This taste for the mask is hyper linked to my fascination for digital filters and virtual worlds. I find some of them so beautiful, so magical, that I want to create my own with the means at hand, that is to say my knowledge in jewelry.
I feel very happy when someone asks me if my masks are «real» or not !

My masks etc are very fragile for a reason; I always look for a kind of «extreme» delicacy in the shapes, which I think reminds us of the ephemeral nature of beauty, to provoke a feeling of being confronted to a moving, living maze of details.

They also have an intrinsic relationship with my body and my own biology, which is in a way the basic ingredient of my inspiration. I also draw on the biology of the wild world to translate my senses and concerns into a language that is both visual and intuitive. I work a lot with analogy, which allows me to look for synchronicities between my behavior and the world around me, between the biological capacities of an animal or a plant and the hopes I have for my future self.

How is your creative process organized ?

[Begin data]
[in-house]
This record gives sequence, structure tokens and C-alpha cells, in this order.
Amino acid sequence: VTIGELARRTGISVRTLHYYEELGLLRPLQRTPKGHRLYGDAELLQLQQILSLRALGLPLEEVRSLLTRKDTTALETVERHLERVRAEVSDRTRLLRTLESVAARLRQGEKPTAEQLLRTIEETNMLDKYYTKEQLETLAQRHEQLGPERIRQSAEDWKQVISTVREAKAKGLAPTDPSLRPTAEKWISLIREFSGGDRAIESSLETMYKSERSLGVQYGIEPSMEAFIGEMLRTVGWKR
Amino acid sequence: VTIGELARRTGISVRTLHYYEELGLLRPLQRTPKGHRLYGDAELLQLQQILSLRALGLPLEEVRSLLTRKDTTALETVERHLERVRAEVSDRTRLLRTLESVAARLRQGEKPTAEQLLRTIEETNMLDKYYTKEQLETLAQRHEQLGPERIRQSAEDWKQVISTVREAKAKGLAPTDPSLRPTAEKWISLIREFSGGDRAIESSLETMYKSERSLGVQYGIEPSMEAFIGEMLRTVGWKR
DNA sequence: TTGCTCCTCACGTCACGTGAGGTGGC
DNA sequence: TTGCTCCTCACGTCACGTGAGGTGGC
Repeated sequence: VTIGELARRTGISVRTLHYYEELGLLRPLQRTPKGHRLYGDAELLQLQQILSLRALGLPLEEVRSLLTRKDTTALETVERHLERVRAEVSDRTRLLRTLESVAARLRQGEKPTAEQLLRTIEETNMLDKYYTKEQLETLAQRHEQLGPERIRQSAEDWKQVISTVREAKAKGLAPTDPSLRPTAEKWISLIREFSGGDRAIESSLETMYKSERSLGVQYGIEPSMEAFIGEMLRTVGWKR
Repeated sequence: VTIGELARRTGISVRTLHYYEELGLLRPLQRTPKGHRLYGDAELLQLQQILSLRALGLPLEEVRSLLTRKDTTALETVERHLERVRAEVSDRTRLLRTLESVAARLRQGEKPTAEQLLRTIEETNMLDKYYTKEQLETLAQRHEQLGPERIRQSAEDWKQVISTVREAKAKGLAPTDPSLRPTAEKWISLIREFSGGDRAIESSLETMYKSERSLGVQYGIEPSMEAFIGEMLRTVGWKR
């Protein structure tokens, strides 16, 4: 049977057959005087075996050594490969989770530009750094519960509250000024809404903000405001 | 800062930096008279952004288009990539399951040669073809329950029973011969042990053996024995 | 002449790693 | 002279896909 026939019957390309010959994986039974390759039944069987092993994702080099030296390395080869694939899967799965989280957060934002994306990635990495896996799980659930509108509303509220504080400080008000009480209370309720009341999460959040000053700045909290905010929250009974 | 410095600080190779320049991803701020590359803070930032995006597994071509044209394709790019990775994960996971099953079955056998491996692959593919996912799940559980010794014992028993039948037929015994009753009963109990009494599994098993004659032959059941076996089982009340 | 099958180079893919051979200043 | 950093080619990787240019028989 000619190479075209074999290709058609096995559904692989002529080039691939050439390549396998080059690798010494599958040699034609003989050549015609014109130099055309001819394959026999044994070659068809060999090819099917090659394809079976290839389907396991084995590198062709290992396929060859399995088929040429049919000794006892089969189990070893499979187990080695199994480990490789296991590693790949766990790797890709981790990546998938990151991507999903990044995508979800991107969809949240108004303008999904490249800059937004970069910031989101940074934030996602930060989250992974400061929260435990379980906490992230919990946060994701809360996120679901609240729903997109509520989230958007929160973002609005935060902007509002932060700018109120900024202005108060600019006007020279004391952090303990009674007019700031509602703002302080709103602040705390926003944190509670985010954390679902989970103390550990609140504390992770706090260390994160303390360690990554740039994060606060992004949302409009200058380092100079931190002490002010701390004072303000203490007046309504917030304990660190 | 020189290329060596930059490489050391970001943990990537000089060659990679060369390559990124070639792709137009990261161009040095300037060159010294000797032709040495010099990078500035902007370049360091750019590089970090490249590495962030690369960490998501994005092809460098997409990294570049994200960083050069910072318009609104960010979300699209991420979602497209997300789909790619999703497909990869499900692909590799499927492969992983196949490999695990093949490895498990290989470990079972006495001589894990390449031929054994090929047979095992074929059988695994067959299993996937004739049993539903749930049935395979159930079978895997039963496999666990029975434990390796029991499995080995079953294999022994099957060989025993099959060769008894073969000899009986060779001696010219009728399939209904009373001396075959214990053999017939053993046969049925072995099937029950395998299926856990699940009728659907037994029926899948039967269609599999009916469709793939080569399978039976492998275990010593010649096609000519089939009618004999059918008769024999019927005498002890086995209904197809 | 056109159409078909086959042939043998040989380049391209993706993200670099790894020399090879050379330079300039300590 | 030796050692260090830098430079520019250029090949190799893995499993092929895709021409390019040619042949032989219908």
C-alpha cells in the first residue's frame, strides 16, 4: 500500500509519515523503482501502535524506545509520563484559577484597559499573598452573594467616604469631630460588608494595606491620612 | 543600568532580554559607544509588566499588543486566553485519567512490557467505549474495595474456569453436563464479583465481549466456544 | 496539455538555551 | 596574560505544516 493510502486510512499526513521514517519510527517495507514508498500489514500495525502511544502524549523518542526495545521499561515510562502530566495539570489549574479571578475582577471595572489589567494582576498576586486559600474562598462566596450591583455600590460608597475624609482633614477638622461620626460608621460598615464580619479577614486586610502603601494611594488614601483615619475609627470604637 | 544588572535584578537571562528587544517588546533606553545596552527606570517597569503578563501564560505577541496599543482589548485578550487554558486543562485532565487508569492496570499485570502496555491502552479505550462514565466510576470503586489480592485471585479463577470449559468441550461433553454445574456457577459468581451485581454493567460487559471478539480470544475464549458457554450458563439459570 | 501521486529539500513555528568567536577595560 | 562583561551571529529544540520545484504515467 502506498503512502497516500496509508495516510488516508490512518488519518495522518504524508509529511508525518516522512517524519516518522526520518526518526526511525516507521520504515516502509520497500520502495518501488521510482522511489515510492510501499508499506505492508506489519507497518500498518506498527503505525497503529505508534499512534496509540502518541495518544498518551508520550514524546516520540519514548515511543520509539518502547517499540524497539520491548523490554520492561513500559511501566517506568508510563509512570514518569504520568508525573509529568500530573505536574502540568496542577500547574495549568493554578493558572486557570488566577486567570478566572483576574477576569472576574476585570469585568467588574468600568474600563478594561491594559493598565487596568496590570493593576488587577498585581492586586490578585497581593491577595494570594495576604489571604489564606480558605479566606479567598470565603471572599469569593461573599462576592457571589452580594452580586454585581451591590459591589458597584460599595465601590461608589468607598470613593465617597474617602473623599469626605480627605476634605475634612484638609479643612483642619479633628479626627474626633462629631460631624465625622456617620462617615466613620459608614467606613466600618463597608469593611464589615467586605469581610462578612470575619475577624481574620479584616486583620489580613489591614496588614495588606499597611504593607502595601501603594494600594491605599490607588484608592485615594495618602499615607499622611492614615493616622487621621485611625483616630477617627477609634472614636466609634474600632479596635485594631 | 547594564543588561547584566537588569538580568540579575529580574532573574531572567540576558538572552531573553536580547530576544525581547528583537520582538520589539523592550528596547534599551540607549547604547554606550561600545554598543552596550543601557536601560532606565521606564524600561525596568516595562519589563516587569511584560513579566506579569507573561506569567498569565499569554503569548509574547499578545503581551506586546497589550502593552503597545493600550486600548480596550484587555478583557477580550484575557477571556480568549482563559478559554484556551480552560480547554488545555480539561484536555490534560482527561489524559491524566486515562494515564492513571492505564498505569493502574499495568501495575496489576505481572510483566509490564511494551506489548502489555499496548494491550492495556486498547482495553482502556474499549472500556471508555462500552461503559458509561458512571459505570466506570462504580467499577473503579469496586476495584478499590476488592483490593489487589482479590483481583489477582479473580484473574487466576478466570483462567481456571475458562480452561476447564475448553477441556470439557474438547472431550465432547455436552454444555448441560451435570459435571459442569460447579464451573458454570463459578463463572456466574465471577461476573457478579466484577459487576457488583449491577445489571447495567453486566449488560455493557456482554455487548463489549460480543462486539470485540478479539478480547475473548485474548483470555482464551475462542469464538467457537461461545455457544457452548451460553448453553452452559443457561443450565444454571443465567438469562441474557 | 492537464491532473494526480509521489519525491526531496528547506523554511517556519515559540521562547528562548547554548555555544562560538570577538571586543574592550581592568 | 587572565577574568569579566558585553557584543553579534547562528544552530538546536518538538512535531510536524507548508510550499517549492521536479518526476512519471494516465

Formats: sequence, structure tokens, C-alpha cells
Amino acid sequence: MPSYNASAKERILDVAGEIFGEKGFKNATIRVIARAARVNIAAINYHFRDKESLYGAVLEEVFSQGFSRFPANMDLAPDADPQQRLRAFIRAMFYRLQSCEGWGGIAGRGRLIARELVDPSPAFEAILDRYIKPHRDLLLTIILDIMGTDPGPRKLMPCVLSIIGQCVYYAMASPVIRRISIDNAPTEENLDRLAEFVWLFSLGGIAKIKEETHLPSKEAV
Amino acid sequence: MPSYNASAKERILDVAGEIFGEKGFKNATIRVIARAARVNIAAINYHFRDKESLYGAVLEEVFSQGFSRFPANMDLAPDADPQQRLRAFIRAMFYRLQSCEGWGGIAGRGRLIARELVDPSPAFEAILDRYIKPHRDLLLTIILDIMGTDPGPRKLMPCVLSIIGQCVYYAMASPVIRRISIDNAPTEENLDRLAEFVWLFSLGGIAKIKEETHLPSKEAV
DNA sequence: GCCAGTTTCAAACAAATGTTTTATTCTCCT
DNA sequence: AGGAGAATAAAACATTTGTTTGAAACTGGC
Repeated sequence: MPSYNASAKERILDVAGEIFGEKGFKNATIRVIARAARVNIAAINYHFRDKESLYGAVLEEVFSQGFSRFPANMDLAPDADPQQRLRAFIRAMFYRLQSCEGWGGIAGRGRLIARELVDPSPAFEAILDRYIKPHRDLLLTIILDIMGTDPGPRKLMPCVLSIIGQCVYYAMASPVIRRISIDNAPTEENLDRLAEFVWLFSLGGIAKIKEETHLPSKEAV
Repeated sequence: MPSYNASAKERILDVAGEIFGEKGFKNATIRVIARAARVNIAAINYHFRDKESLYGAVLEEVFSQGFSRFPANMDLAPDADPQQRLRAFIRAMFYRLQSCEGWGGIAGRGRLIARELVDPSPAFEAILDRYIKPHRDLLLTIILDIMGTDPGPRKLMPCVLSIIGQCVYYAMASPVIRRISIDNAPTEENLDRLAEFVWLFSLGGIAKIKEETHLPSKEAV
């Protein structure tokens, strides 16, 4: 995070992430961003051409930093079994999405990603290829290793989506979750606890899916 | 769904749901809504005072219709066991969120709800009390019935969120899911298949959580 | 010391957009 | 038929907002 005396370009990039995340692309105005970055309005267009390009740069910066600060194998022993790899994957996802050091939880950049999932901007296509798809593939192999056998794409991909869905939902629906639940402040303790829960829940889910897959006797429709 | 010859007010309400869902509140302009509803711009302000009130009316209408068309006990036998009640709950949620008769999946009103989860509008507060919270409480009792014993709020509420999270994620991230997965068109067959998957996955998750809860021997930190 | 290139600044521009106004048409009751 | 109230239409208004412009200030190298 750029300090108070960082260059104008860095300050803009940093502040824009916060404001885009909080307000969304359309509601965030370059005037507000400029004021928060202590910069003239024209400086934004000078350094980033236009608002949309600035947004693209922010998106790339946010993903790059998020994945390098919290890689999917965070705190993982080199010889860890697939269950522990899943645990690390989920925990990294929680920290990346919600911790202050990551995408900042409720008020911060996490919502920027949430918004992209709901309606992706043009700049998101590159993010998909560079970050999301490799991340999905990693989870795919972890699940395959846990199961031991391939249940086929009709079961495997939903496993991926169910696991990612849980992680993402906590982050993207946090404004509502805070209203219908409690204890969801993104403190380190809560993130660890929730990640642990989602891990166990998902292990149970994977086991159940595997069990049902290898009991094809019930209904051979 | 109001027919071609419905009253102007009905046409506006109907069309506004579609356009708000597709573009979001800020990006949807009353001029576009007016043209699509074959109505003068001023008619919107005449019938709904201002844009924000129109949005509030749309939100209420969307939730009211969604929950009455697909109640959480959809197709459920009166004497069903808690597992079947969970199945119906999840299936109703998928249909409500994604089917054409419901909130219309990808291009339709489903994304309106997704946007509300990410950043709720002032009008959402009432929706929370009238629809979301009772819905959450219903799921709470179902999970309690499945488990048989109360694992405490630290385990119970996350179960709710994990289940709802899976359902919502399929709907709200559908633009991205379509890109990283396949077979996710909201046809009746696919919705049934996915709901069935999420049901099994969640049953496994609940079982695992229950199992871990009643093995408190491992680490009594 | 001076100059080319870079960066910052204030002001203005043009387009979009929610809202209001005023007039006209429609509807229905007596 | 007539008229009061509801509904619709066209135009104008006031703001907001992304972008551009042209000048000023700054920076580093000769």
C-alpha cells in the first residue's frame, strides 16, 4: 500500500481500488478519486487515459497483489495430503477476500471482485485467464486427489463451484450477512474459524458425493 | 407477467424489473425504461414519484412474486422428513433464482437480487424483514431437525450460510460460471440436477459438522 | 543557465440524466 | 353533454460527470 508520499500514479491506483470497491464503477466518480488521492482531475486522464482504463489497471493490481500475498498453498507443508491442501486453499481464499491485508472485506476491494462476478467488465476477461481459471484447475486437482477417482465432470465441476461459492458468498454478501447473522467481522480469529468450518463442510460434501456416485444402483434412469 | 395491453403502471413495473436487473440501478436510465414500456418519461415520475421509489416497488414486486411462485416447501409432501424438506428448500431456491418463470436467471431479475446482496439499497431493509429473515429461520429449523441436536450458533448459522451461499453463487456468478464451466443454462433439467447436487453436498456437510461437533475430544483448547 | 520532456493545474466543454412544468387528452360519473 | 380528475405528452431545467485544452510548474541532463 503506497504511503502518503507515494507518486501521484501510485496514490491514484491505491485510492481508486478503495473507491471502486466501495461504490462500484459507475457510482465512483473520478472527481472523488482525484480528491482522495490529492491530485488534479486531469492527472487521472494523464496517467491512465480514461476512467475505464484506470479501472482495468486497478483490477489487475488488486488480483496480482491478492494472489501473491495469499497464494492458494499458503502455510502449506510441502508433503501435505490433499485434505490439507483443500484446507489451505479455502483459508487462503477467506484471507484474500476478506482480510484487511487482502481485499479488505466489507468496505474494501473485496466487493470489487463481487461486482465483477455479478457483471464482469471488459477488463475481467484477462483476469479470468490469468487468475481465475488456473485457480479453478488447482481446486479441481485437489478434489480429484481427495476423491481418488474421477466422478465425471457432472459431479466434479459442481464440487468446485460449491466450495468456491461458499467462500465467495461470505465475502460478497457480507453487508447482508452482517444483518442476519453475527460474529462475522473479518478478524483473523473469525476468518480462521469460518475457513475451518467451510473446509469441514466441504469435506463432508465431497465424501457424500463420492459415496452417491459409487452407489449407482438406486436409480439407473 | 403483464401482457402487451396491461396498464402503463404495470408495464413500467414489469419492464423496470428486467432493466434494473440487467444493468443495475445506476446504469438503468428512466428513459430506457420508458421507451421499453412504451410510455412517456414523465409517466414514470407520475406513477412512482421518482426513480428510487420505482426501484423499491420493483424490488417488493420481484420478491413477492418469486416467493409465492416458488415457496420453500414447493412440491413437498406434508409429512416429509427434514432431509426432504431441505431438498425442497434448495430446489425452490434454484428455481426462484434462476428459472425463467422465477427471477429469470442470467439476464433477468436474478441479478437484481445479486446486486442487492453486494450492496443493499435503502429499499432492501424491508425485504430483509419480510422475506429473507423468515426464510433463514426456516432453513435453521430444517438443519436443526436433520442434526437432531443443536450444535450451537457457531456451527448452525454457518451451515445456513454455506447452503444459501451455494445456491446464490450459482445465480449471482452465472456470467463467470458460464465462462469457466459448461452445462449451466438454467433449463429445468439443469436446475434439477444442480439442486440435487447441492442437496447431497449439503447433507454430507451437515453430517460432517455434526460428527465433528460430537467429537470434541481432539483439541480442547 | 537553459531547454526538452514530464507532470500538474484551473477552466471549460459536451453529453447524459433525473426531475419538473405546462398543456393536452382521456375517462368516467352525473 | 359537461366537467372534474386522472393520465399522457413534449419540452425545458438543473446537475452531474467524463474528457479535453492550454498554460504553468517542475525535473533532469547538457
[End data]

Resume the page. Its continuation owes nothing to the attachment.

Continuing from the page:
As my practice is fairly new and constantly evolving, I don’t have an organization as such. However there are recurring elements in each project, there is always a new technical challenge for example.
I started making my own jewelry in early 2018, in response to a need to create objects that feel like me. I was exhausted from hiding.
I was dealing with the aftermath of dissociative disorders and PTSD, so forcing myself to work from my own face and body helped tremendously.
I started by standing in front of my mirror and carefully observing my face as a landscaper or a surgeon would, and little by little, playing with artificial petals or pieces of brass wire I created my first mask called «Terrible butinerie, tous les jardiniers sont morts». (It’s a kind of wordplay, butinerie is a mix between the verb butiner and mutinerie, so it means «Terrible butinerie, all the gardeners are dead».)

Since then I have been working systematically in front of my mirror, very slowly. I have to be very careful to not hurt my face when I use  metal or hot glue, I take the time to observe my bone structure. This slowness, working in detail has an extremely calming effect on me, it helps me to stay focused on one thing at a time (I get distracted very easily) and to learn to link self-expression with discipline. While slowing the pace of thought to develop a synthesis of simultaneous dreams through a drawing or an object, I find a place of healing and gratefulness.